Petitioner also said the gun was at his house and that the police could go get it. (Id.). He then signed a consent to search his house for the gun. (Id.).*fn5 The following exchange then took place on direct examination:
Q: Was there any further questioning with regard to the incident that you recall?
A: After the permission to search form was signed, it was somewhere around there that Lieutenant Handerhan asked him to put down his statement in writing of what he had just told us.
Q: Lieutenant Handerhan asked the defendant to give a written statement?
A: Yes, or he also gave him the option that if he did not want -- if he could not write it, that Lieutenant Handerhan would write it. He could read it and sign it.
Q: What was Mr. Mirarchi's response to the request to do a written statement?
A: He said he just told Lieutenant Handerhan what had happened, and he wasn't going to put anything in writing. (Doc. 18-2, p. 66).
On cross-examination, trial counsel brought up the issue of a written statement. Owens acknowledged that he had not noted in his written report a refusal by Petitioner to give a written statement. (Id. p. 93). He also acknowledged that when he testified at Petitioner's preliminary hearing, he said that Petitioner had complied with all of his commands that night, without qualifying it by noting an exception for not making a written statement. (Id. p. 92). Owens explained that the preliminary-hearing question was in a different context. (Id. p. 92). The same topic was addressed during Handerhan's testimony. Handerhan gave essentially the same account of Petitioner's statement as recounted by Owens. Handerhan testified that Petitioner said that Deitz hit him in the bar and knocked him to the floor. His gun fell out and Petitioner picked it up and put it back in his coat. Petitioner left the bar and then Deitz did. Deitz followed him to the alley where Deitz hit him again and knocked him to the ground. The gun fell out of his coat pocket again and while Petitioner was attempting to pick the gun up, it went off, striking Deitz. (Doc. 19, CM/ECF pp. 42-43, 65-66). Petitioner admitted the gun was in his hand when it went off. (Id. p. 43).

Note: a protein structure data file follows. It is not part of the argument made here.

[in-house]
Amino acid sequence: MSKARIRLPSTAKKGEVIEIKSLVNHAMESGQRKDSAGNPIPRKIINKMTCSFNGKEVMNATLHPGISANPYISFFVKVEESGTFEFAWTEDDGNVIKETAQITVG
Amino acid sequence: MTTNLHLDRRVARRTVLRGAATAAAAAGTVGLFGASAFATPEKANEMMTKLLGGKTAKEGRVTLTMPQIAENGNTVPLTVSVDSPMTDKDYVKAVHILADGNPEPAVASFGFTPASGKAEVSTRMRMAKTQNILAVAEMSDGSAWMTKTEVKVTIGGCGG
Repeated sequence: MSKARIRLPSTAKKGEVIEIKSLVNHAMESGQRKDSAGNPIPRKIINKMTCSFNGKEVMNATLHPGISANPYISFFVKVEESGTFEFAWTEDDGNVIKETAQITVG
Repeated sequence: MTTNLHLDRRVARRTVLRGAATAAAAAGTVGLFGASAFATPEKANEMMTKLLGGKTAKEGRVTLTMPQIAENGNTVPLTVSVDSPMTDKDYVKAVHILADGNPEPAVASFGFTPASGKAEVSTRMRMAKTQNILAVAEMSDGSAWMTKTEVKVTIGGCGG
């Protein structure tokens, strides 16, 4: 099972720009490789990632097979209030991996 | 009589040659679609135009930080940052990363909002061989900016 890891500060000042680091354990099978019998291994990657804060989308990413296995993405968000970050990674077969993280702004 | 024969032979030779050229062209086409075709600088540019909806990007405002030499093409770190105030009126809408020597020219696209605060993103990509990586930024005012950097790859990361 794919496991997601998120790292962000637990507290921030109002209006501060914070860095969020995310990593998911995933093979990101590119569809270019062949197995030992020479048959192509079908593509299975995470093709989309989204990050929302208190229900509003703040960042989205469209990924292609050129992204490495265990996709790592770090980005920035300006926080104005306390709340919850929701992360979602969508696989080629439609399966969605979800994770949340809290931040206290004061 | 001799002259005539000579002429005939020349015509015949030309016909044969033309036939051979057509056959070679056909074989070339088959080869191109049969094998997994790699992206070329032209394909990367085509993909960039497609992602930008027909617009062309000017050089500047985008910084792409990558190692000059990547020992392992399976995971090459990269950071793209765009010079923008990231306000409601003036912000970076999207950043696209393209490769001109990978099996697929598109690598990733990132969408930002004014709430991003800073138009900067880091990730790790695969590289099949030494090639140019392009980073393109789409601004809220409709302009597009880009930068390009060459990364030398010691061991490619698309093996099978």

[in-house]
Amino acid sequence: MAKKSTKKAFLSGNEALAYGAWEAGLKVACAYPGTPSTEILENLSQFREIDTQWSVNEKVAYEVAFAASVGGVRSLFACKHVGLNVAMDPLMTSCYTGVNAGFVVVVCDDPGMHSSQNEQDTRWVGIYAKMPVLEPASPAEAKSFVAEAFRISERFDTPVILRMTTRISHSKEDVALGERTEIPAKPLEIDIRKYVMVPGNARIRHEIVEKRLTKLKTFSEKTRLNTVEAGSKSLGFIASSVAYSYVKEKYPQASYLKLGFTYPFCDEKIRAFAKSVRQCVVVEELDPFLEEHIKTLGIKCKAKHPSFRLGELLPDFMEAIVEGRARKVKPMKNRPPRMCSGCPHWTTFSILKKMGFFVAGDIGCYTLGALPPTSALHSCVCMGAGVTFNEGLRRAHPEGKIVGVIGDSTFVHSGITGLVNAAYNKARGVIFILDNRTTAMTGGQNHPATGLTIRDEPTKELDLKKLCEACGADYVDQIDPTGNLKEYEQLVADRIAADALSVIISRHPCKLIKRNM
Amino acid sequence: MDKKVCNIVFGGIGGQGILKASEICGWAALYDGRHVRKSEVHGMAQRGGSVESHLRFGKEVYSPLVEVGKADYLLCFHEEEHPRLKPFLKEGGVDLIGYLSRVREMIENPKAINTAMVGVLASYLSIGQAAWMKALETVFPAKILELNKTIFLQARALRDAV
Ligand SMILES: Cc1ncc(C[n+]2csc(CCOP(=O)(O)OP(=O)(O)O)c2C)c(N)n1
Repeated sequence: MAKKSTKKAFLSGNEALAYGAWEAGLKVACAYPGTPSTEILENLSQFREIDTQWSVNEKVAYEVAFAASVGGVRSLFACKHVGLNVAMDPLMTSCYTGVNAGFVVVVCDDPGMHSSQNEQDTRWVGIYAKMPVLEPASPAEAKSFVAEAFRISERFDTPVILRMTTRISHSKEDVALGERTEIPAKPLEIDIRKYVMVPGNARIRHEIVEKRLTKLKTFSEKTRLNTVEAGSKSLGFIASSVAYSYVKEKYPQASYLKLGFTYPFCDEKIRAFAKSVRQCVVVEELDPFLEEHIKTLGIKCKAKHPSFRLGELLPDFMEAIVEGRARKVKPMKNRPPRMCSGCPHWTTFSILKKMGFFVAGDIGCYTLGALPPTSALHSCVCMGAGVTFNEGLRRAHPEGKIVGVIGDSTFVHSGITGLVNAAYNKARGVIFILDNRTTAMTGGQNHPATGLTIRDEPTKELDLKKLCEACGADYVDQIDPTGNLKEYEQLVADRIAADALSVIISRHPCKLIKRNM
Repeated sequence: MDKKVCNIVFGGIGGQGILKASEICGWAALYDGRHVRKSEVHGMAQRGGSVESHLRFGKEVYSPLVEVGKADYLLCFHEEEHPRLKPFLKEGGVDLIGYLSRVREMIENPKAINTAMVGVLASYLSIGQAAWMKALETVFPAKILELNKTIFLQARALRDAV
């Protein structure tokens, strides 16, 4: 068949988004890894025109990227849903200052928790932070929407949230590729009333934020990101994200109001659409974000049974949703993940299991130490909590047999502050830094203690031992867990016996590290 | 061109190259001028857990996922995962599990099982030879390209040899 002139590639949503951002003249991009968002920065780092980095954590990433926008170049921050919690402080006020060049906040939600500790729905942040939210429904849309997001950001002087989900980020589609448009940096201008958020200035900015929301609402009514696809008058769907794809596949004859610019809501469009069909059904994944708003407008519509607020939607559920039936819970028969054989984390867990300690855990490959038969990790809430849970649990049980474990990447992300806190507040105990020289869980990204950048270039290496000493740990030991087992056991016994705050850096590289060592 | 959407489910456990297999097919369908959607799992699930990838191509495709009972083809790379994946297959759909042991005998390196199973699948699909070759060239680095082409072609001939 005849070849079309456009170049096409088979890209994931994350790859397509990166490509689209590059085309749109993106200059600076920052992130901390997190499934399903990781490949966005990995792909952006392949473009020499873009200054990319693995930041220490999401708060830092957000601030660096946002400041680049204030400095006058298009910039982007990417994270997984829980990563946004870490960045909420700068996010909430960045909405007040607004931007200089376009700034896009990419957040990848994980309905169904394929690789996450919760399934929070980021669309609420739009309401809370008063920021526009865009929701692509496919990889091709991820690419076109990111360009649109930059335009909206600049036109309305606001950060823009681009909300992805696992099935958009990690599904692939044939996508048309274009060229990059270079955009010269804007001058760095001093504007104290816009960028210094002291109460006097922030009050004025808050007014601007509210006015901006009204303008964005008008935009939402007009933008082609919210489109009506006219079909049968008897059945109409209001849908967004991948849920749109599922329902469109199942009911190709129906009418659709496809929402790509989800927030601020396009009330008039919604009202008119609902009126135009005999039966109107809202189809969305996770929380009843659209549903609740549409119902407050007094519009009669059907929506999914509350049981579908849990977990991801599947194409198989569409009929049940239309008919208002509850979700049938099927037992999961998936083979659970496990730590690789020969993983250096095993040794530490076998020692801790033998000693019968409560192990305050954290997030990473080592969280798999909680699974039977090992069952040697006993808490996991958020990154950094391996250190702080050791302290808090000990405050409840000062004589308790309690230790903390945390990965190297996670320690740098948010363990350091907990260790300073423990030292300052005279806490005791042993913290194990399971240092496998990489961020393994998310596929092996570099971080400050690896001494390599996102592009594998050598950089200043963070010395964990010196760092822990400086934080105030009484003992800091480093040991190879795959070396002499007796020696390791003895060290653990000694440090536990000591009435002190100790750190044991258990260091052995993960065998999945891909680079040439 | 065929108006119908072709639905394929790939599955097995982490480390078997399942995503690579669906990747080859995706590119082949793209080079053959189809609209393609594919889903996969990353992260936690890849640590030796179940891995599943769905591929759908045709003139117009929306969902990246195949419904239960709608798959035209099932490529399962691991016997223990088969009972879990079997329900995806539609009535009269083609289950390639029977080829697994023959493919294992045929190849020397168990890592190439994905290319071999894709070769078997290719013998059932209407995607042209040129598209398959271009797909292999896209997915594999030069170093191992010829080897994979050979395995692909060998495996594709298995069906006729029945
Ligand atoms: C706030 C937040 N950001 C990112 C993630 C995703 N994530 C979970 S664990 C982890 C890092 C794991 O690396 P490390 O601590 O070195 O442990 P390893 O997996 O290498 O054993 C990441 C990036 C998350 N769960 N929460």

The following exchange took place on direct examination:
Q: Was there any other questioning of him at that point?
A: I then asked him if he would want to write us a statement, and he indicated no. I said, Well, you know, we could write the statement for you, and then you could sign it. And he said, Blaine, I told you what happened. And he sort of leaned back in his chair, he said, Blaine, I told you what happened, you know what happened, and I'm not going to tell you it again. And at that point, I ended my questioning . . . . (Doc. 19, p. 44).
Trial counsel again cross-examined about a written statement, and Handerhan admitted that he testified at the preliminary hearing that he "did not bother to have" Petitioner "write anything out," but stated that he meant that he did not have Petitioner write anything out at the beginning of the interview, "right after the Miranda" warnings, because his hands were bagged. (Id., p. 75). On redirect examination, Handerhan read from a supplemental report he had made about Petitioner's oral statement in which Handerhan wrote that ...